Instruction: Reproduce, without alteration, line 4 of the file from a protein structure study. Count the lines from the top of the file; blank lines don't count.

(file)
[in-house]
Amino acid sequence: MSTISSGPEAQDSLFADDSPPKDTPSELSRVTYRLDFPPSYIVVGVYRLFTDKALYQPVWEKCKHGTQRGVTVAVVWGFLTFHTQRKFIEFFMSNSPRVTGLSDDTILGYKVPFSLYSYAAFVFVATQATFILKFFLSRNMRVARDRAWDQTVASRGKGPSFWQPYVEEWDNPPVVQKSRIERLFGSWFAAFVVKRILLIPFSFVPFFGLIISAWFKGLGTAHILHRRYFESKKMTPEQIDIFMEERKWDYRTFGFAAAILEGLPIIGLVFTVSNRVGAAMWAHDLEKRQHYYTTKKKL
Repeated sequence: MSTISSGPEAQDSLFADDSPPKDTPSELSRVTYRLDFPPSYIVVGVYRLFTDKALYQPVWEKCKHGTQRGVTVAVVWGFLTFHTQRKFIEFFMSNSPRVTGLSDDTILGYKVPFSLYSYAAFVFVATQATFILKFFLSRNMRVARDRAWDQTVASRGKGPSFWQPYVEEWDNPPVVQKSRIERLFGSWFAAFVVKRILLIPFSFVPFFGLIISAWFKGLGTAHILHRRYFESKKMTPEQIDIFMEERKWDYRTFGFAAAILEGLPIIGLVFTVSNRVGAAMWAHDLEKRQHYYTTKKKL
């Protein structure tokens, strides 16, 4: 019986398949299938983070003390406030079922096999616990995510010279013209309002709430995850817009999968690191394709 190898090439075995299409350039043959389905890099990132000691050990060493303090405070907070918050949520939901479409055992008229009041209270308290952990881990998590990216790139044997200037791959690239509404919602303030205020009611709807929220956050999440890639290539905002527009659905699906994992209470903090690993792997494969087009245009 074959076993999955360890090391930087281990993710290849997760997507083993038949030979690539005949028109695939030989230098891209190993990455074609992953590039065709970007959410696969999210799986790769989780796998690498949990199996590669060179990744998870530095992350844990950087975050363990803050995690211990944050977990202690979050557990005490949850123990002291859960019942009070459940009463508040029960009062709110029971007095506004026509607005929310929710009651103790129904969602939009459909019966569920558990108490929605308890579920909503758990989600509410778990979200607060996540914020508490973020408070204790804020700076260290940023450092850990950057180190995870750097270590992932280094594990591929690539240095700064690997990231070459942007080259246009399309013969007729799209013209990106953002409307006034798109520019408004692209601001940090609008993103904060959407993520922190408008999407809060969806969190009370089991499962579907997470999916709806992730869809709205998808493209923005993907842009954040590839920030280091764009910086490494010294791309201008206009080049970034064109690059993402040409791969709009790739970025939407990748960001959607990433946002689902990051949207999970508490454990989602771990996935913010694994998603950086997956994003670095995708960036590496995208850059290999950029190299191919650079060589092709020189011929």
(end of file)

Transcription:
């Protein structure tokens, strides 16, 4: 019986398949299938983070003390406030079922096999616990995510010279013209309002709430995850817009999968690191394709 190898090439075995299409350039043959389905890099990132000691050990060493303090405070907070918050949520939901479409055992008229009041209270308290952990881990998590990216790139044997200037791959690239509404919602303030205020009611709807929220956050999440890639290539905002527009659905699906994992209470903090690993792997494969087009245009 074959076993999955360890090391930087281990993710290849997760997507083993038949030979690539005949028109695939030989230098891209190993990455074609992953590039065709970007959410696969999210799986790769989780796998690498949990199996590669060179990744998870530095992350844990950087975050363990803050995690211990944050977990202690979050557990005490949850123990002291859960019942009070459940009463508040029960009062709110029971007095506004026509607005929310929710009651103790129904969602939009459909019966569920558990108490929605308890579920909503758990989600509410778990979200607060996540914020508490973020408070204790804020700076260290940023450092850990950057180190995870750097270590992932280094594990591929690539240095700064690997990231070459942007080259246009399309013969007729799209013209990106953002409307006034798109520019408004692209601001940090609008993103904060959407993520922190408008999407809060969806969190009370089991499962579907997470999916709806992730869809709205998808493209923005993907842009954040590839920030280091764009910086490494010294791309201008206009080049970034064109690059993402040409791969709009790739970025939407990748960001959607990433946002689902990051949207999970508490454990989602771990996935913010694994998603950086997956994003670095995708960036590496995208850059290999950029190299191919650079060589092709020189011929």